As the Olympics begin, as they do every four years, with an international broadcast of opening ceremonies, health experts expect the games will inspire couch potatoes to become more active.
However, experts caution amateurs, particularly sedentary ones,
not to jump into a new sports activity without sufficient
"These athletes make it look way too easy," said Dr. Pietro Tonino, a Chicago-based orthopedic surgeon, "and people need to understand that most of them have been practicing their sport since they were young. Olympic athletes have been strengthening their muscles and bones for years in order to tolerate the abnormal stresses that occur during the sport. The body needs time to adapt to such rigorous activity,” Tonino said.
"It's very motivating. It's exciting that people are more interested in getting out and doing something after watching the Olympics," he added, “but sedentary people have to be realistic about taking on a new athletic endeavor. It's very important for people to look at themselves and make sure they're in good health," he said. "If you don't spend time conditioning yourself for a new sport, you’ll wind up in my office very soon. If it's any consolation, even Olympic hopefuls can get hurt, regardless of their training.”
"Even our athletes aren't immune to injuries," said Dr. Jeffrey Housner, team physician for the University of Michigan and USA Hockey teams, and volunteer doctor for the United States Olympic Committee. He spoke from the U.S. Olympic training center in Colorado Springs where he was spending two weeks treating injured athletes. “About 25 to 30 athletes come to the clinic daily for treatment of various sport-related injuries,” Housner added. “Swimmers tend to suffer from shoulder injuries. Volleyball and basketball players have problems with their Achilles tendon, the knees or acute injuries to the ankle. Gymnasts have wrist injuries.”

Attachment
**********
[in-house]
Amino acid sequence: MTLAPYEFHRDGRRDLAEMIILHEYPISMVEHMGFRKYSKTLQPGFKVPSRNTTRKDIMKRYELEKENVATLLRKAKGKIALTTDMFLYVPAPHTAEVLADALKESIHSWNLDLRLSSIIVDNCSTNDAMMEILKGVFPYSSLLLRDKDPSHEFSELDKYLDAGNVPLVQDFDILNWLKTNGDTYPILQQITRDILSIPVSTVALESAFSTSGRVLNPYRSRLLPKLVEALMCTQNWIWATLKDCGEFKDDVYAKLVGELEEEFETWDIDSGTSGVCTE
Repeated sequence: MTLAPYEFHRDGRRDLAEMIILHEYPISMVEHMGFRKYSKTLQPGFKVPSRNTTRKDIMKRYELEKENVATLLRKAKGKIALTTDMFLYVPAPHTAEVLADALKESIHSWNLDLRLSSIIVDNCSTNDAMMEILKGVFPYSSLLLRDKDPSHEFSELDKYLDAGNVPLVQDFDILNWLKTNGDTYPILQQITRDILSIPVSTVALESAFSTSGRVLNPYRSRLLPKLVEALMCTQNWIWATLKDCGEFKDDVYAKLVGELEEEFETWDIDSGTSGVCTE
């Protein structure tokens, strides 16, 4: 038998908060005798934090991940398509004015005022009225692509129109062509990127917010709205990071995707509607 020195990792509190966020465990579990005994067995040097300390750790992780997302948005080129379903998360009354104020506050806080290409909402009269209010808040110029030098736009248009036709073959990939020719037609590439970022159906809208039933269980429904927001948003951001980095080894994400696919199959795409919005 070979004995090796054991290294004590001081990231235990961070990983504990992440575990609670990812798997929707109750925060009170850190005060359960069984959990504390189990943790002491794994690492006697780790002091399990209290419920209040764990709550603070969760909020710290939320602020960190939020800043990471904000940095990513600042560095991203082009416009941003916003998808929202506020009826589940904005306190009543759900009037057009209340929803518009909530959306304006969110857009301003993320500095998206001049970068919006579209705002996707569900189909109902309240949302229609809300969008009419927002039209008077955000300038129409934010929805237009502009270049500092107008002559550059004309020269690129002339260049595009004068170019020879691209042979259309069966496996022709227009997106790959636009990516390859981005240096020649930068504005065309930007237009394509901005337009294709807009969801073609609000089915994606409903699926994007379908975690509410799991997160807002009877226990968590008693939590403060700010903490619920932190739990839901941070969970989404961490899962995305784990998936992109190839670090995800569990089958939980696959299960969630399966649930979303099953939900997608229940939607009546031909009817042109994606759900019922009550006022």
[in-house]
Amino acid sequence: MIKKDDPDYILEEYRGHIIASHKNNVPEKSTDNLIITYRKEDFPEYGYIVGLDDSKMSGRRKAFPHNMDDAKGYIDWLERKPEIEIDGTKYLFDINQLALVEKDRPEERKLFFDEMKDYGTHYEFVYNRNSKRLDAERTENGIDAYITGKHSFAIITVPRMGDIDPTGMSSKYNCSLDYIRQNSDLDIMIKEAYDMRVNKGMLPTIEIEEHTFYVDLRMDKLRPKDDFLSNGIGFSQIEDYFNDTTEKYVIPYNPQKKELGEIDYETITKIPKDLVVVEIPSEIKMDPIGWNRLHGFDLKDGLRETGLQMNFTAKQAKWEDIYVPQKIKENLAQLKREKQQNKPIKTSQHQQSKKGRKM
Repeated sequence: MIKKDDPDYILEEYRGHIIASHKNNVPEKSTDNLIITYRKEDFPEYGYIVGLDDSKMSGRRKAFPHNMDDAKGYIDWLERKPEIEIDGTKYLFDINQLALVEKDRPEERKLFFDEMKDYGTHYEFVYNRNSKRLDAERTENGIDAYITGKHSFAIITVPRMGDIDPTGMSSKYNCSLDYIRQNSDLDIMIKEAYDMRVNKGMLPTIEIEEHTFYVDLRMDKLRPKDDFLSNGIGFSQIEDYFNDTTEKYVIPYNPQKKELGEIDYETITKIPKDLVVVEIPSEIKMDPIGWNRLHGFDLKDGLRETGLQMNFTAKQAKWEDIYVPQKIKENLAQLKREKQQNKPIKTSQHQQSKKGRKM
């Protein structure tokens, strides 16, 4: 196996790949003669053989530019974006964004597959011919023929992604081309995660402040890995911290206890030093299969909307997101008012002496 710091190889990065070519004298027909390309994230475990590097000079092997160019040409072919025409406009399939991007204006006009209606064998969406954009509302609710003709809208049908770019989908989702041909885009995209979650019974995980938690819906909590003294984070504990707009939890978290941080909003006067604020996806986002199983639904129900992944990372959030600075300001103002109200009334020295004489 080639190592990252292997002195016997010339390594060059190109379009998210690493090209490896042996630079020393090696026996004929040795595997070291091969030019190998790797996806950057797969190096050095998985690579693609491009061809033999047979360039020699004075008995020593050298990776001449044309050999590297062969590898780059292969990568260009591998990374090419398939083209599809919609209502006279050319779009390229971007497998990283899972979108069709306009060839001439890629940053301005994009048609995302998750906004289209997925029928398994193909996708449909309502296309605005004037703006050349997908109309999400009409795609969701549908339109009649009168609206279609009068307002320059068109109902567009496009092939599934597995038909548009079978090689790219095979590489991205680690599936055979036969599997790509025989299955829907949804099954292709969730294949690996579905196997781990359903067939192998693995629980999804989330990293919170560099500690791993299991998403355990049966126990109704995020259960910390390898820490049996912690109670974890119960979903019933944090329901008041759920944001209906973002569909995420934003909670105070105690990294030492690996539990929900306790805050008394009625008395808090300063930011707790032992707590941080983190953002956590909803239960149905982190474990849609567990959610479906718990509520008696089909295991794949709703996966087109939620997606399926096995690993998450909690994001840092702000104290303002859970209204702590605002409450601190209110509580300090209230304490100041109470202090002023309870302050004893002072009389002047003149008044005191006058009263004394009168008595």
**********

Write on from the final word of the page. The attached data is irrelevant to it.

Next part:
Housner recommends recreational athletes begin slowly when starting a new activity or resuming a sport. "Start low and go slow is the famous phrase," he said. He suggested people start a sport at the minimum level and advance at no more than 10 percent each week. Unfortunately, enthusiasm for new beginnings means that many people ignore this suggestion. “If they ignore it, they will pay for it down the road,” he said.
“Typically,” Housner said, “someone in their late 30's jumps into an activity they might have done in college, like running, but trains with the same intensity as when they were 20. At first he's fine,” Housner said, "but a couple of months into training, you can pick a joint, and he's developed a problem. His body can no longer take the training he's doing." Instead of running in a marathon, the would-be athlete finds himself limping into the doctor's office with a stress fracture that will take several months to heal.
Housner strongly recommended that anyone interested in being active initially embark on a program that builds strength and flexibility of their muscles, especially core muscles. “Stretching is key for sedentary people resuming activity,” according to New York City fitness trainer Renee Daniels who specializes in medical exercise. "If your muscles are tight, which is usually the case, and you start to do all this new activity, there's a good chance you're going to pull a muscle," she said. "Stretching and strengthening all the major muscle groups, especially the primary muscles used in the activity, is very important."
According to a recent report from the U.S. Consumer Product Safety Division, in 2003 more than 7 million sports injuries were treated in U.S. hospital emergency rooms, doctors' offices, clinics and ambulatory surgery centers. Basketball injuries were the most common (1.6 million injuries) followed by cycling accidents (1.3 million), football (one million), soccer (456,000), baseball (417,479), and swimming/diving (364,116).
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